While the spacing allows for farmland use of the ground around the turbines, the landscape is still somewhat dominated by them.

  2. Blaise,

    Thanks for the information! As I said at the start, I'm rather uninformed when it comes to wind turbines, I was mostly just making up some numbers (a thing I'm remarkably good at). An order of magnitude there takes us to 2 US areas, as you say, which is still not the entire earth, but is a much more substantial piece of land than I estimated.

  3. David MacKay's book/site 'Sustainable Energy: Without the Hot Air' has some good and relevant bits on wind power, though specific to the UK:
    Wind (estimate of how much the UK could generate from onshore wind)
    Offshore wind (similar for onshore wind)
    Wind II (more details on how he made his estimates on wind power)
    Wiki page on wind (wiki page extending the chapter with numbers from several real wind farms)
    Wiki page on Wind II (another wiki page in which somebody criticises a part of his analysis, in a way which would underestimate the amount of wind power)

    He estimated wind farms as giving 2.2W/m^2, depending on wind speed and height but not turbine diameter. For existing wind farms, a later blog post gathered some data, according to which "many Scottish wind farms, located on hilltops, have powers per unit area of about 4 W/m2. English and Welsh wind farms are in the range 2-3 W/m2 for the most part, though there are a few in England below 2 W/m2." ( )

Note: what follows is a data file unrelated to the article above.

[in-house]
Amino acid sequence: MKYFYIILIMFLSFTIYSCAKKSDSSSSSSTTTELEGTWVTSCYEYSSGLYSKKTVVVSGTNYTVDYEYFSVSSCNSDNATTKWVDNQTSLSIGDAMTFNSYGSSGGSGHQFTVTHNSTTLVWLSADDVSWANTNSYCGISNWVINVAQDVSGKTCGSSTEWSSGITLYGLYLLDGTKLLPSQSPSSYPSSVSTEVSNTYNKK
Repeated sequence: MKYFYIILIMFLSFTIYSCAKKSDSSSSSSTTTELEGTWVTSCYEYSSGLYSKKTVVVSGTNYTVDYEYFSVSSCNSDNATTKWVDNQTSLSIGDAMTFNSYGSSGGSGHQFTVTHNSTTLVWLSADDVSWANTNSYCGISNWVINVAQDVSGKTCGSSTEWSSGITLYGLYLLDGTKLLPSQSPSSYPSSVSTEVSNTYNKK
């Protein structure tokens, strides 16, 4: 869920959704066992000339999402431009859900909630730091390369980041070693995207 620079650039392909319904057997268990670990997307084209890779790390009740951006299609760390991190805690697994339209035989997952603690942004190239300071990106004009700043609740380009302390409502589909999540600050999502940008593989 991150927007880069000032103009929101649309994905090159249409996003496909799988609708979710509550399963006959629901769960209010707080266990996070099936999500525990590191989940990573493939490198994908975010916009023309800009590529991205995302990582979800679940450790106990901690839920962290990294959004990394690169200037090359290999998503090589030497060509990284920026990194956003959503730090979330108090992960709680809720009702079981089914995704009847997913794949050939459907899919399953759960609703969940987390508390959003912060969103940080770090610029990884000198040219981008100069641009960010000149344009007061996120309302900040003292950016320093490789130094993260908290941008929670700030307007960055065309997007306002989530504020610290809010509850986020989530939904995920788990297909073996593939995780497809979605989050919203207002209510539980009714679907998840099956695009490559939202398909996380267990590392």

8 W/m^2 is not that much greater, but we'd end up with a somewhat larger fraction of US area if these estimates held for all wind farms. MacKay concluded that wind power would not be enough to give Britain its energy, but he was talking about all our energy use rather than just electricity.

    There's a wiki page here - - which looks at the US in a similar way, calculating based on individual states' wind data. The author of the wiki page is in agreement with you that
    "If the other states were included it is likely that the U.S. could power the entire world (17,110 TWh per year, or an average power of 1.95TW) [6] and only have to use a fraction of its land." and that, as wind power doesn't greatly reduce the area of agricultural land, it would be realistic for the US to generate a significant fraction of its power by wind.

  4. The distribution of wind on the earth is a difficult thing to estimate from first principles. Blaise and Bryn more or less get the answer correct (to order of magnitude):

    This is ignoring the issue of distribution, of course.

  5. Or, if you look at off shore parks

    you can derive that the world must PRODUCE 3 Million single wind turbines. That is a lot of steel, which must be produced that manufactured.